The presentation in London features a range of Walter’s figurative and abstract paintings, varying from miniature landscapes of Antigua and Scotland, painted in rich tropical colours and subtle nocturnal hues, to compositions of geometric forms representing celestial forces and other phenomena. The exhibition also includes paintings of heraldic symbols and imagery—the first time a significant group of these works has been shown. These paintings depict mythic beasts and dragons on red grounds and stem in part from the artist’s belief that his ancestry linked him to European nobles and royalty, such as Franz Joseph of Austria and Charles II. More generally, the works reflect Walter’s strong affinity for and complex relationship to European history and culture. A selection from the artist’s ‘cartographic series’ is shown for the first time as well. In these works, Walter paints a map of Antigua in the centre of the composition while surrounding the landmass with views of the sea, tropical trees, and other features of the island’s physical landscape.
Frank Walter (1926–2009) was born Francis Archibald Wentworth Walter, on Horsford Hill, Antigua, in 1926. From a young age, Walter’s intellect was apparent to his family, and he quickly gained the admiration and respect of his local community. Feeling a deep connection to his native land, Walter studied agriculture and the sugar industry—the basis of Antigua’s economy—and at the age of twenty-two, he became the first person of colour to work as a manager within the Antiguan Sugar Syndicate, where he helped modernise harvesting and production methods and also sought to improve the status and labour conditions of the workers. He spent much of the 1950s travelling and learning advanced agricultural and industrial techniques in England, Scotland, and West Germany. During this time, he experienced the depths of racism and bias against people of colour, and he often resorted to working as a day labourer to get by. While in Europe, Walter pursued a variety of creative and artistic outlets, including drawing and painting as well as writing prose, philosophical texts, and poetry. The artist returned to the Caribbean in 1961, where, in addition to painting, drawing, and writing, he began making sculptures, photographs, and sound recordings.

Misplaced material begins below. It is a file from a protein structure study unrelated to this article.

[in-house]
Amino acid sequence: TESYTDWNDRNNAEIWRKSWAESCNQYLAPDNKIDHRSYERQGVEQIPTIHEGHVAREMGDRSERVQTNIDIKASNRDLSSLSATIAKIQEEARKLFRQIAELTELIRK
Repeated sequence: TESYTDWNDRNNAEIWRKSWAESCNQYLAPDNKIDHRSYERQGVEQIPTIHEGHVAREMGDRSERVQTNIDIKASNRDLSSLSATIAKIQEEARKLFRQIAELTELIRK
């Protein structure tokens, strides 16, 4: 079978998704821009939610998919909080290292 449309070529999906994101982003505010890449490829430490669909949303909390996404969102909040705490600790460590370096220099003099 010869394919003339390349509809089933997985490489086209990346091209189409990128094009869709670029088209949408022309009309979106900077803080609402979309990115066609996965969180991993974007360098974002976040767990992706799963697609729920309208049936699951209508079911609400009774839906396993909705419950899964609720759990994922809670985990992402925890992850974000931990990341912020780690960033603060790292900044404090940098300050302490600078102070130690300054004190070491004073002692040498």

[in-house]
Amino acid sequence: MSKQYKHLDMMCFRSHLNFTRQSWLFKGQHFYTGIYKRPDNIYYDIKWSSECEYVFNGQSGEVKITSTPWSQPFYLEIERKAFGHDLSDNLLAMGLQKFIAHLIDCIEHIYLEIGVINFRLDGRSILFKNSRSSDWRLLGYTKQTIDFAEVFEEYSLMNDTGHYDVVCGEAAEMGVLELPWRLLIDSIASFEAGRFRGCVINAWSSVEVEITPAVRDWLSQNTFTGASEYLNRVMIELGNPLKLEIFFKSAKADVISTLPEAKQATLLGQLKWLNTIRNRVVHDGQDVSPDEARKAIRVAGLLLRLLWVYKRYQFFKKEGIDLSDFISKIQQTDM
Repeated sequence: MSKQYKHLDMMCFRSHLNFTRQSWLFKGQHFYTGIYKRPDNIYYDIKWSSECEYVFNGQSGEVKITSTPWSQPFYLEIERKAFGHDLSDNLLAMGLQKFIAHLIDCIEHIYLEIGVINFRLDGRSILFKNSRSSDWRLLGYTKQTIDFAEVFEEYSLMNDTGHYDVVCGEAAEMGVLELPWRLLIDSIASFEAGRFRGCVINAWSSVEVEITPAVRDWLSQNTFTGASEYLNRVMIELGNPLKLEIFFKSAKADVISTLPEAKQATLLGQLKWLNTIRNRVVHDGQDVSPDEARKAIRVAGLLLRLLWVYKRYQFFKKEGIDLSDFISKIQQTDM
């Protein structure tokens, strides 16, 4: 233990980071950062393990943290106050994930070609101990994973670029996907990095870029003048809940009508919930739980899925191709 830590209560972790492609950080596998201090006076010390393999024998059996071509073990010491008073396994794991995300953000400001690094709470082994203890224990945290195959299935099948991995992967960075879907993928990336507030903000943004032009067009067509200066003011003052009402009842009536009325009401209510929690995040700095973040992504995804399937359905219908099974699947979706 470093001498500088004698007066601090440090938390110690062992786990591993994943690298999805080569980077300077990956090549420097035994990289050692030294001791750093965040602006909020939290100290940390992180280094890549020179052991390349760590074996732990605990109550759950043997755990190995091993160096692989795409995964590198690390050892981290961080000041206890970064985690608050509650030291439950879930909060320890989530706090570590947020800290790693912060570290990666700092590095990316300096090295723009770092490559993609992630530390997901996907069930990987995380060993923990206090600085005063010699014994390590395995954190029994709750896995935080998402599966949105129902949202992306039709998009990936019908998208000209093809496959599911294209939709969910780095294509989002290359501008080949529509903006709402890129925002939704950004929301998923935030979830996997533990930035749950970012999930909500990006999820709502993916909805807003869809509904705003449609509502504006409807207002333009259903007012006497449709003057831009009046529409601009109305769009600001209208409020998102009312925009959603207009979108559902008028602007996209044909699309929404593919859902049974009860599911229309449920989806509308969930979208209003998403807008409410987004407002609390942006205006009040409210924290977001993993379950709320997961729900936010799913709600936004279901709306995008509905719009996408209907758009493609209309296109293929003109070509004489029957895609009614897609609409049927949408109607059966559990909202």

Throughout his life, Walter struggled with mental health issues, and he often experienced hallucinations and other neurological phenomena. As the neurosurgeon Caitlin Hoffman, who has studied and written about Walter, notes, ‘While psychiatrists and neuroscientists ascribe the behaviour and thought processes demonstrated by Walter to an imbalance of neurotransmitters and receptors, the resultant capacity for exploration of other dimensions of the physical world, and one’s own mind, confers astounding potential for new creation, new thought, new perspective.’(5) In the early 1990s, Walter designed and built his home and studio on Bailey Hill in Antigua, where he spent the remainder of his time in relative isolation, reflecting, writing, and making art inspired by his thoughts, knowledge, journeys, and surroundings.
In addition to his retrospectives in Frankfurt and Venice, Walter has been the subject of solo exhibitions at The Douglas Hyde Gallery, Trinity College, Dublin, in 2013, and Harewood House, Leeds, UK, in 2017. In 2019, his art was featured at the 58th Venice Biennale as part of the group exhibition Find Yourself: Carnival and Resistance, exploring Carnival in the culture of Antigua and Barbuda, curated by Barbara Paca and Nina Khrushcheva.
The Frank Walter Catalogue Raisonné project is currently being undertaken by the Walter family and Barbara Paca.
(1) Susanne Pfeffer, ‘Seeing Frank Walter’, in Frank Walter: A Retrospective. Exh. cat. (Frankfurt: Museum für Moderne Kunst, 2020), p. 359.
(2) Nina Khrushcheva, ‘Introduction’, in Frank Walter: The Last Universal Man, 1926–2009. Exh. cat. (Santa Fe, New Mexico: Radius Books, 2017), pp. 18–19.
(3) Barbara Paca, ‘How I Became European: Frank Walter in Retrospect’, in ibid., p. 398.
(4) Ibid., p. 404.
(5) Caitlin Hoffman, ‘Selected Texts’, in op. cit., Frank Walter: The Last Universal Man, p. 334.
Courtesy Kenneth M. Milton Fine Arts and David Zwirner